“Gardening is for old men!” she’d mocked. I’d never mentioned it again.
“Have you remembered that I’m going into Cheltenham this morning, to the beauty salon?” Ellen asks.
I hadn’t, but I should have, because every three weeks Ellen subjects herself to an intense beauty regime: waxing, tweezing, a manicure and God knows what else, followed by a session with her hairdresser, who operates from the same salon. Ellen takes care of herself in a way that Layla never did. Layla never cared much how she looked.
“Maybe I’ll come and meet you for lunch,” I say.
“That’ll be lovely,” she smiles.
I stand up, take my plate and reach for hers.
“Leave it,” she says, putting a hand on my arm. “I’ll clear away, I’ve got time before I go.”
Suddenly, the thought of being on my own while she’s in town, with memories of Layla within easy reach, makes me claustrophobic. I run a hand over my chin, wondering if I could get my beard trimmed, or thinned, while Ellen is at the salon. But I keep it so short it doesn’t really need it.
“I may as well come with you now,” I say. “No point taking two cars. I’ll take my laptop and have a coffee while you’re at the salon.”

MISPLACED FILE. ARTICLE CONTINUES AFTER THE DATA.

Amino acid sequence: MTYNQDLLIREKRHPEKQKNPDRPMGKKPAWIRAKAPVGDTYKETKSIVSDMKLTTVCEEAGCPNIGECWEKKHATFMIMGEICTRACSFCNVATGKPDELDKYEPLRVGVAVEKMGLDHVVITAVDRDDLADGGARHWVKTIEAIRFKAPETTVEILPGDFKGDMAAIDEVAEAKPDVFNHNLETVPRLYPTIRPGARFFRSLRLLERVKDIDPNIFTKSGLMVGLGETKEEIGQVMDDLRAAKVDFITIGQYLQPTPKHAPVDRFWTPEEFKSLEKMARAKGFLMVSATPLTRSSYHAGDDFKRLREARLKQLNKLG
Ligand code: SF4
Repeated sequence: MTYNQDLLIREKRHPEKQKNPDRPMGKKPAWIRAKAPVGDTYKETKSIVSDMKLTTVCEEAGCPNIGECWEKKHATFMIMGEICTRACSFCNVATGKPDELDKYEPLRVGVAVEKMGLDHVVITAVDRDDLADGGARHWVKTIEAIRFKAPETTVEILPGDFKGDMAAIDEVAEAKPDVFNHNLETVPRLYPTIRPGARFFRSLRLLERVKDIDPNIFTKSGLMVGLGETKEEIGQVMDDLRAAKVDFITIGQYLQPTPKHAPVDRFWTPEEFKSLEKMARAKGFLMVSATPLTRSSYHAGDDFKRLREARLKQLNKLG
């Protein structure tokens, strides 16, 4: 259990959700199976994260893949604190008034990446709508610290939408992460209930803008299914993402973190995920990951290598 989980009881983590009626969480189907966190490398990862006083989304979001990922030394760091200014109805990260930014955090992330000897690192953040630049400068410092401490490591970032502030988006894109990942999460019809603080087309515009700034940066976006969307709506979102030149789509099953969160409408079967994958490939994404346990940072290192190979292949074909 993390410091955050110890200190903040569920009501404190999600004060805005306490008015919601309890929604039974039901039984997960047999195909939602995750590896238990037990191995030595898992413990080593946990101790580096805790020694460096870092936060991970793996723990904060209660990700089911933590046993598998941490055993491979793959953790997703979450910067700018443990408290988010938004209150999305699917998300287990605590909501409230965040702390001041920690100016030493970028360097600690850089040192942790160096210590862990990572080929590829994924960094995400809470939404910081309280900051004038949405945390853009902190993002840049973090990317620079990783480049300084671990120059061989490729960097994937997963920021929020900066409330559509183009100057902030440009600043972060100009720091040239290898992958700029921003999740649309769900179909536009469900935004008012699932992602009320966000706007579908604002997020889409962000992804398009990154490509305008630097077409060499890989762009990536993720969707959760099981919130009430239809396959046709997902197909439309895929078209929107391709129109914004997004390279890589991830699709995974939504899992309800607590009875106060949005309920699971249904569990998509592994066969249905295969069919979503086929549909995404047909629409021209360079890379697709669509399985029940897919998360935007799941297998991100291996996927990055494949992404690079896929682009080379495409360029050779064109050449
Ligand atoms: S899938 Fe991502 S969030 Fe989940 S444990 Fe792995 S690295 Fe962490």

It’s not in her nature to ask why I’ve changed my mind, nor to question why the garden that needs water so urgently can wait.
“I’ll be quite a while,” she warns.
“I’ll have two coffees then,” I grin.
* * *
I park in the High Street and walk her to the salon, telling her to call me when she’s finished. The Bookshop Café, my favorite place in Cheltenham, is further along the same street, so I head there and set up a makeshift office. I order coffee and become engrossed in my work until Ellen calls.
I go to meet her and watch as she comes out of the salon. She looks good, her angular face striking.
“Beautiful,” I tell her. Unbidden, an image of Layla’s long red hair, which reached almost to the small of her back, comes into my mind. “Where would you like to go for lunch?” I ask, chasing it away.
“Marco’s?” she suggests, so we cross over the road to the Italian Bistro.
An hour or so later, full of truffle-stuffed pasta, we make our way back to the car, Ellen’s hand on my arm. As we approach I see something lodged under the wiper. It’s not flat enough to be a parking ticket, and, anyway, we haven’t overstayed the four hours I paid for, so I guess someone has scrunched an advert they found on their car into a ball and stuck it on mine. But as we get nearer I find my steps slowing, until I’m not walking anymore, I’m just standing there staring. My first thought is to protect Ellen but the strangled cry that comes from her throat tells me I’m too late.